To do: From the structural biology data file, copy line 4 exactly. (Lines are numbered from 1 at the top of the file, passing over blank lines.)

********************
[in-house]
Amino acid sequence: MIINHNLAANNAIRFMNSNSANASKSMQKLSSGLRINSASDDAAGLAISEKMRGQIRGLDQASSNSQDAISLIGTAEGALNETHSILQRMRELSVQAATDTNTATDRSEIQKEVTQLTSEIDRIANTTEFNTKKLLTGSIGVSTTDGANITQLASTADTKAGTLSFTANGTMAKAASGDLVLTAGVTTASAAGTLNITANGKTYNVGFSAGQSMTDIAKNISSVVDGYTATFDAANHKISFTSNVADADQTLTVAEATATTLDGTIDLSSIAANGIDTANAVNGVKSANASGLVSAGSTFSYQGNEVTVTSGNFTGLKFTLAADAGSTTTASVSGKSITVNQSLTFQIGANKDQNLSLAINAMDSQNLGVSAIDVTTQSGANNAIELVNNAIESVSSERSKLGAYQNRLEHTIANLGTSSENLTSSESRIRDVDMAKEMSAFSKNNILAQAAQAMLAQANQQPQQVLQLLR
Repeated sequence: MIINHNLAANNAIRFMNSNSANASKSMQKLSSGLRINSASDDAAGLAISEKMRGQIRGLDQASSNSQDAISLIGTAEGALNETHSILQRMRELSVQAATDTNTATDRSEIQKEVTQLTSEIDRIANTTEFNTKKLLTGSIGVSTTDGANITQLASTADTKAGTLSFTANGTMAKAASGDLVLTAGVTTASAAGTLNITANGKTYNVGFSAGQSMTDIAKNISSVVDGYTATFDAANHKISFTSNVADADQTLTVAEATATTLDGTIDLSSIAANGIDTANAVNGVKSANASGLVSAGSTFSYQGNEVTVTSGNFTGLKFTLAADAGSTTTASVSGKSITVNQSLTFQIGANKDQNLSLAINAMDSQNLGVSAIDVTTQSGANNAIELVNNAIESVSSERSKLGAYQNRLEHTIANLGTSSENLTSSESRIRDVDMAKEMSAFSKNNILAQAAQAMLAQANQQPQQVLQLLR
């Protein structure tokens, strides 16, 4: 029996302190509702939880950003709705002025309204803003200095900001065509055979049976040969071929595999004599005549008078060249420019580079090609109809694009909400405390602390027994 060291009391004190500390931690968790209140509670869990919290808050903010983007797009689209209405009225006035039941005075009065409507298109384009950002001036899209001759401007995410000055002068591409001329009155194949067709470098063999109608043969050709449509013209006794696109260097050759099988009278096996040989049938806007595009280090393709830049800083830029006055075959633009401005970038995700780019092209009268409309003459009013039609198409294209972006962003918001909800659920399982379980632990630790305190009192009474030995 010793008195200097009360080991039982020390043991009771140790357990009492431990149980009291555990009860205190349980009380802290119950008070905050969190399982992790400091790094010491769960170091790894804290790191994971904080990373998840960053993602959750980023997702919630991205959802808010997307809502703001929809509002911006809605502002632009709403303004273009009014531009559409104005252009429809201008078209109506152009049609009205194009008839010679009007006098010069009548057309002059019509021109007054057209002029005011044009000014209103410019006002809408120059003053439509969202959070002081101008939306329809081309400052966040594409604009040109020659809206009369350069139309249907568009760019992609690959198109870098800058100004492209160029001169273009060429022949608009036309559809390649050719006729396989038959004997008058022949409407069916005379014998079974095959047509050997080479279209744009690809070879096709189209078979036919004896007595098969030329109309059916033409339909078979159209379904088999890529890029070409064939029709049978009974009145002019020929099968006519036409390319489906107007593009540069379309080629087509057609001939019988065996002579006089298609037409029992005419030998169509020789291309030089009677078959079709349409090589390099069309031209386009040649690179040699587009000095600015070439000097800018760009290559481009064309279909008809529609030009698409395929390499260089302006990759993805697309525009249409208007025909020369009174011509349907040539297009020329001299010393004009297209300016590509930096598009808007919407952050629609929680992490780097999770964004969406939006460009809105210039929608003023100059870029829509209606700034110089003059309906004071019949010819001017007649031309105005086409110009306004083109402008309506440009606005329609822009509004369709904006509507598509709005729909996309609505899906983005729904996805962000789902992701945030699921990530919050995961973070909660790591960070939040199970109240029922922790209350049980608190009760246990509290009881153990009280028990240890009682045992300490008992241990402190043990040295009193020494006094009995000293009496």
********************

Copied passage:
């Protein structure tokens, strides 16, 4: 029996302190509702939880950003709705002025309204803003200095900001065509055979049976040969071929595999004599005549008078060249420019580079090609109809694009909400405390602390027994 060291009391004190500390931690968790209140509670869990919290808050903010983007797009689209209405009225006035039941005075009065409507298109384009950002001036899209001759401007995410000055002068591409001329009155194949067709470098063999109608043969050709449509013209006794696109260097050759099988009278096996040989049938806007595009280090393709830049800083830029006055075959633009401005970038995700780019092209009268409309003459009013039609198409294209972006962003918001909800659920399982379980632990630790305190009192009474030995 010793008195200097009360080991039982020390043991009771140790357990009492431990149980009291555990009860205190349980009380802290119950008070905050969190399982992790400091790094010491769960170091790894804290790191994971904080990373998840960053993602959750980023997702919630991205959802808010997307809502703001929809509002911006809605502002632009709403303004273009009014531009559409104005252009429809201008078209109506152009049609009205194009008839010679009007006098010069009548057309002059019509021109007054057209002029005011044009000014209103410019006002809408120059003053439509969202959070002081101008939306329809081309400052966040594409604009040109020659809206009369350069139309249907568009760019992609690959198109870098800058100004492209160029001169273009060429022949608009036309559809390649050719006729396989038959004997008058022949409407069916005379014998079974095959047509050997080479279209744009690809070879096709189209078979036919004896007595098969030329109309059916033409339909078979159209379904088999890529890029070409064939029709049978009974009145002019020929099968006519036409390319489906107007593009540069379309080629087509057609001939019988065996002579006089298609037409029992005419030998169509020789291309030089009677078959079709349409090589390099069309031209386009040649690179040699587009000095600015070439000097800018760009290559481009064309279909008809529609030009698409395929390499260089302006990759993805697309525009249409208007025909020369009174011509349907040539297009020329001299010393004009297209300016590509930096598009808007919407952050629609929680992490780097999770964004969406939006460009809105210039929608003023100059870029829509209606700034110089003059309906004071019949010819001017007649031309105005086409110009306004083109402008309506440009606005329609822009509004369709904006509507598509709005729909996309609505899906983005729904996805962000789902992701945030699921990530919050995961973070909660790591960070939040199970109240029922922790209350049980608190009760246990509290009881153990009280028990240890009682045992300490008992241990402190043990040295009193020494006094009995000293009496």